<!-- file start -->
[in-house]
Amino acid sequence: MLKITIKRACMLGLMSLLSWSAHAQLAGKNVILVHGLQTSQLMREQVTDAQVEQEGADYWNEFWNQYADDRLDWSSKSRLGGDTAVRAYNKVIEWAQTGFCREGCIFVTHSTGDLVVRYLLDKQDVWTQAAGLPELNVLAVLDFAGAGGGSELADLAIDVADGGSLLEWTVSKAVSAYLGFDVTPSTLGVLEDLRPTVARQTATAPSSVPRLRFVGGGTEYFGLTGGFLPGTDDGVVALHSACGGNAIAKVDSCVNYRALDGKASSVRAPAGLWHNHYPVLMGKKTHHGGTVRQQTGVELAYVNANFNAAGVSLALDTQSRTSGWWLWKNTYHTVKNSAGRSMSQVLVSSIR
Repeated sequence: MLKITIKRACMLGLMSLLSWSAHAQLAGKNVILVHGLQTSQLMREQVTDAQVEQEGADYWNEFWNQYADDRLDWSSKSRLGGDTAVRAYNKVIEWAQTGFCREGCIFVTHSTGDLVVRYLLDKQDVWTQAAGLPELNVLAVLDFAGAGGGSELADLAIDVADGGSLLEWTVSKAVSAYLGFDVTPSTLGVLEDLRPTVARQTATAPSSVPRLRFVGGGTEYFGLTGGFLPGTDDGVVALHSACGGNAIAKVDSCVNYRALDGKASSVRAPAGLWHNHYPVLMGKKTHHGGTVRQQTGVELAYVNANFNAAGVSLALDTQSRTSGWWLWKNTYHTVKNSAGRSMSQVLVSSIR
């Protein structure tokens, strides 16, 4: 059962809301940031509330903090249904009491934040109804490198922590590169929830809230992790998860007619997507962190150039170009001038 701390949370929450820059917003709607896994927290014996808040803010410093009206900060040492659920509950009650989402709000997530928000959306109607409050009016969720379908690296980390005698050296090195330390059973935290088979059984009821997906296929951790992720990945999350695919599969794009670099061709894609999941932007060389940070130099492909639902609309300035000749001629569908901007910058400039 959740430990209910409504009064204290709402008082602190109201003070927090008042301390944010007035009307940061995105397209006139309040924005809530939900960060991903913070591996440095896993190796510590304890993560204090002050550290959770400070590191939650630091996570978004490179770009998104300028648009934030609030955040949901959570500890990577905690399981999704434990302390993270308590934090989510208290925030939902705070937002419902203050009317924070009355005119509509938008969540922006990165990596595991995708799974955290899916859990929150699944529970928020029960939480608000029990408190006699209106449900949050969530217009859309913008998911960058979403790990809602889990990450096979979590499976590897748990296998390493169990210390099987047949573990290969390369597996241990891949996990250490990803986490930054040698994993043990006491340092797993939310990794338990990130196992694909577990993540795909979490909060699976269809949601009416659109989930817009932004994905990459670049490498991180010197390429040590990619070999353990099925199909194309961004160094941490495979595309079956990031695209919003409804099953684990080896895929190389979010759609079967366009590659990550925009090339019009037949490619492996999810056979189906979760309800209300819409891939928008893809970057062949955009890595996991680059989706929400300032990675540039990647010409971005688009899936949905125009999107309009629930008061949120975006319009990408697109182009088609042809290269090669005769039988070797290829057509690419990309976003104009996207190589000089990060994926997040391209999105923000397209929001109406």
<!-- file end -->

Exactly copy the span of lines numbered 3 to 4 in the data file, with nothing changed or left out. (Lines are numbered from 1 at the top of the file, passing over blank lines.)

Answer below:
Repeated sequence: MLKITIKRACMLGLMSLLSWSAHAQLAGKNVILVHGLQTSQLMREQVTDAQVEQEGADYWNEFWNQYADDRLDWSSKSRLGGDTAVRAYNKVIEWAQTGFCREGCIFVTHSTGDLVVRYLLDKQDVWTQAAGLPELNVLAVLDFAGAGGGSELADLAIDVADGGSLLEWTVSKAVSAYLGFDVTPSTLGVLEDLRPTVARQTATAPSSVPRLRFVGGGTEYFGLTGGFLPGTDDGVVALHSACGGNAIAKVDSCVNYRALDGKASSVRAPAGLWHNHYPVLMGKKTHHGGTVRQQTGVELAYVNANFNAAGVSLALDTQSRTSGWWLWKNTYHTVKNSAGRSMSQVLVSSIR
């Protein structure tokens, strides 16, 4: 059962809301940031509330903090249904009491934040109804490198922590590169929830809230992790998860007619997507962190150039170009001038 701390949370929450820059917003709607896994927290014996808040803010410093009206900060040492659920509950009650989402709000997530928000959306109607409050009016969720379908690296980390005698050296090195330390059973935290088979059984009821997906296929951790992720990945999350695919599969794009670099061709894609999941932007060389940070130099492909639902609309300035000749001629569908901007910058400039 959740430990209910409504009064204290709402008082602190109201003070927090008042301390944010007035009307940061995105397209006139309040924005809530939900960060991903913070591996440095896993190796510590304890993560204090002050550290959770400070590191939650630091996570978004490179770009998104300028648009934030609030955040949901959570500890990577905690399981999704434990302390993270308590934090989510208290925030939902705070937002419902203050009317924070009355005119509509938008969540922006990165990596595991995708799974955290899916859990929150699944529970928020029960939480608000029990408190006699209106449900949050969530217009859309913008998911960058979403790990809602889990990450096979979590499976590897748990296998390493169990210390099987047949573990290969390369597996241990891949996990250490990803986490930054040698994993043990006491340092797993939310990794338990990130196992694909577990993540795909979490909060699976269809949601009416659109989930817009932004994905990459670049490498991180010197390429040590990619070999353990099925199909194309961004160094941490495979595309079956990031695209919003409804099953684990080896895929190389979010759609079967366009590659990550925009090339019009037949490619492996999810056979189906979760309800209300819409891939928008893809970057062949955009890595996991680059989706929400300032990675540039990647010409971005688009899936949905125009999107309009629930008061949120975006319009990408697109182009088609042809290269090669005769039988070797290829057509690419990309976003104009996207190589000089990060994926997040391209999105923000397209929001109406």